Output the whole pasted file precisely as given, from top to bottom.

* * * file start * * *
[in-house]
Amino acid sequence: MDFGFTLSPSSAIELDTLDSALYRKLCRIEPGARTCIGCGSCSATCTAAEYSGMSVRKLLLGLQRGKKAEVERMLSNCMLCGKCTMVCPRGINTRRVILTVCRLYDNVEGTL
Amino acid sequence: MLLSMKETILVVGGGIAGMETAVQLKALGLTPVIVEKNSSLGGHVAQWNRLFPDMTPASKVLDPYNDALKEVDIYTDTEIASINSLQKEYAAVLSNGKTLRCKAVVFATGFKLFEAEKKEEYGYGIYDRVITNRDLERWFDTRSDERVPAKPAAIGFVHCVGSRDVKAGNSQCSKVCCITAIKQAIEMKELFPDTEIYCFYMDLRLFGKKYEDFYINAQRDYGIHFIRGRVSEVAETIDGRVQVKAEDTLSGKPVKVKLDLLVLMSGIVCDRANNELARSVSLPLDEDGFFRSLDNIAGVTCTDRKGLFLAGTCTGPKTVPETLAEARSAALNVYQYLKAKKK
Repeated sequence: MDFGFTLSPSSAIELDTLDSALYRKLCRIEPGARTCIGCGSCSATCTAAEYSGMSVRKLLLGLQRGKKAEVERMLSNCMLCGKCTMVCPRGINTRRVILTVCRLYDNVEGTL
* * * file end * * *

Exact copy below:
[in-house]
Amino acid sequence: MDFGFTLSPSSAIELDTLDSALYRKLCRIEPGARTCIGCGSCSATCTAAEYSGMSVRKLLLGLQRGKKAEVERMLSNCMLCGKCTMVCPRGINTRRVILTVCRLYDNVEGTL
Amino acid sequence: MLLSMKETILVVGGGIAGMETAVQLKALGLTPVIVEKNSSLGGHVAQWNRLFPDMTPASKVLDPYNDALKEVDIYTDTEIASINSLQKEYAAVLSNGKTLRCKAVVFATGFKLFEAEKKEEYGYGIYDRVITNRDLERWFDTRSDERVPAKPAAIGFVHCVGSRDVKAGNSQCSKVCCITAIKQAIEMKELFPDTEIYCFYMDLRLFGKKYEDFYINAQRDYGIHFIRGRVSEVAETIDGRVQVKAEDTLSGKPVKVKLDLLVLMSGIVCDRANNELARSVSLPLDEDGFFRSLDNIAGVTCTDRKGLFLAGTCTGPKTVPETLAEARSAALNVYQYLKAKKK
Repeated sequence: MDFGFTLSPSSAIELDTLDSALYRKLCRIEPGARTCIGCGSCSATCTAAEYSGMSVRKLLLGLQRGKKAEVERMLSNCMLCGKCTMVCPRGINTRRVILTVCRLYDNVEGTL